Effect of Continuous Positive Airway Pressure on Glucose and Lipid Profiles in Patients With Obstructive Sleep Apnoea: A Systematic Review and Meta-Analysis of Randomized Controlled Trials

Filippo Cattazzo, Martino F. Pengo, Alice Giontella, Davide Soranna, Grzegorz Bilo, Antonella Zambon, Janaka Karalliedde, Luigi Gnudi, Miguel Ángel Martinez-Garcia, Pietro Minuz, Carolina Lombardi, Gianfranco Parati, Cristiano Fava*

*Corresponding author for this work

Research output: Contribution to journalArticlepeer-review

5 Citations (Scopus)


Background and aim: Continuous Positive Airway Pressure (CPAP) is the most effective therapy for symptomatic obstructive sleep apnoea (OSA). However, uncertainty remains about the effectiveness of CPAP in improving OSA-related metabolic dysregulation. This meta-analysis of randomized controlled trials (RCTs) aimed to investigate whether CPAP, compared to other control treatments, could improve glucose or lipid metabolism in OSA patients. Methods: Relevant articles were searched in three different databases (MEDLINE, EMBASE and Web of Science) from inception to 6th Feb 2022 through specific search terms and selection criteria. Results: From a total of 5553 articles, 31 RCTs were included. CPAP modestly improved insulin sensitivity as determined by mean fasting plasma insulin and Homeostasis Model Assessment of Insulin Resistance reduction of 1.33 mU/L and 0.287, respectively. In subgroup analyses pre-diabetic/type 2 diabetic patients as well as those with sleepy OSA showed a greater response to CPAP. Regarding lipid metabolism, CPAP was associated with a mean total cholesterol reduction of 0.064 mmol/L. In subgroup analyses, the benefit was higher in patients that showed more severe OSA and oxygen desaturations at the baseline sleep study as well as in younger and obese subjects. Neither glycated haemoglobin nor triglycerides, HDL- and LDL-cholesterol were reduced by CPAP. Conclusion: CPAP treatment may improve insulin sensitivity and total cholesterol levels in OSA patients but with low effect size. Our results suggest that CPAP does not substantially improve metabolic derangements in an unselected OSA population, but the effect may be higher in specific subgroups of OSA patients.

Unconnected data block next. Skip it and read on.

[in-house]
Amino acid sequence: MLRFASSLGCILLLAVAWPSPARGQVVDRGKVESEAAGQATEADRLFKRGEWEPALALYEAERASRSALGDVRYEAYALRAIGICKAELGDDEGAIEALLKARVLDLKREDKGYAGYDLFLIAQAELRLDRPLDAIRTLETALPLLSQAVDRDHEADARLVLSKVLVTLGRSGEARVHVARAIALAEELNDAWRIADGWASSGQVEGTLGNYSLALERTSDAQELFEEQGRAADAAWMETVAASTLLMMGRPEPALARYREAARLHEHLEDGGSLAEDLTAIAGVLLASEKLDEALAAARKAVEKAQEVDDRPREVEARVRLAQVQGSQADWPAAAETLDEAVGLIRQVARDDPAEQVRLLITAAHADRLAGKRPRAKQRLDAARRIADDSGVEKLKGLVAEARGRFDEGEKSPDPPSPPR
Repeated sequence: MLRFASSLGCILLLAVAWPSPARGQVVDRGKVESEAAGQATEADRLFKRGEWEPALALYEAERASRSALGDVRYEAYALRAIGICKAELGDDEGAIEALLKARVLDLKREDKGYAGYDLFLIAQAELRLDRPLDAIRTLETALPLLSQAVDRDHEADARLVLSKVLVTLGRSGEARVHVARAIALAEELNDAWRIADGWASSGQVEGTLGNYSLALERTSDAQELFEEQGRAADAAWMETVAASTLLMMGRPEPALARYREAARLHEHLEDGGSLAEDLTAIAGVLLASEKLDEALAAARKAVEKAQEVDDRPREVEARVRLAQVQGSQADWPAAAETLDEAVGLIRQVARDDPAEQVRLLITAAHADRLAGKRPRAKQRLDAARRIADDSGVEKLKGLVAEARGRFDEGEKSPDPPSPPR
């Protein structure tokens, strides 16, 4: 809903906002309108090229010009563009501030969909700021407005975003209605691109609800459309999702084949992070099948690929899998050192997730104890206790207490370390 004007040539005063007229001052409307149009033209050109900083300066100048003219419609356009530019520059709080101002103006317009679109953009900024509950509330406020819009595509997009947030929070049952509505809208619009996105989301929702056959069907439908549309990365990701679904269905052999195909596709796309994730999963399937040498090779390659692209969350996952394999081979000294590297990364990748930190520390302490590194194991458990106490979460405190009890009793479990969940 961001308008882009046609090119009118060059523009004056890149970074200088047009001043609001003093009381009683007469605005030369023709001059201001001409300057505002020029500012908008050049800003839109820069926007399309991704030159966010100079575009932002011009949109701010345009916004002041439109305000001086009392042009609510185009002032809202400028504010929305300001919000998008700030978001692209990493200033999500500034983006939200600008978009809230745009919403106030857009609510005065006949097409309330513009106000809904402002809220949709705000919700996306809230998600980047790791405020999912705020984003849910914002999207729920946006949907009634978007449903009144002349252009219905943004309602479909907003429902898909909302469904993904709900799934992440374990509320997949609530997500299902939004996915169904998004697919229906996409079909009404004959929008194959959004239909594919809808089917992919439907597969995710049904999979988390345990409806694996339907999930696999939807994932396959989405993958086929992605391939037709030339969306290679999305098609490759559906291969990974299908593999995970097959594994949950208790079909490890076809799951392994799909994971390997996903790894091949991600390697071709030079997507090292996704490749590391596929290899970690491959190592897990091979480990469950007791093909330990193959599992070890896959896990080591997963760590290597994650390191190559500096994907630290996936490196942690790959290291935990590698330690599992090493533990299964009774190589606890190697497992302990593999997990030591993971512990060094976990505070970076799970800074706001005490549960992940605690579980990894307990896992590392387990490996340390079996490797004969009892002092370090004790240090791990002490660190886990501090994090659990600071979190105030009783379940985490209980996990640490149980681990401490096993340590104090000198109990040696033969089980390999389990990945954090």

Original languageEnglish
Pages (from-to)370-376
Number of pages7
JournalArchivos de Bronconeumologia
Issue number6
Publication statusPublished - Jun 2023


  • CPAP
  • Glucose levels
  • Insulin resistance
  • Lipids levels
  • Meta-analysis
  • OSA

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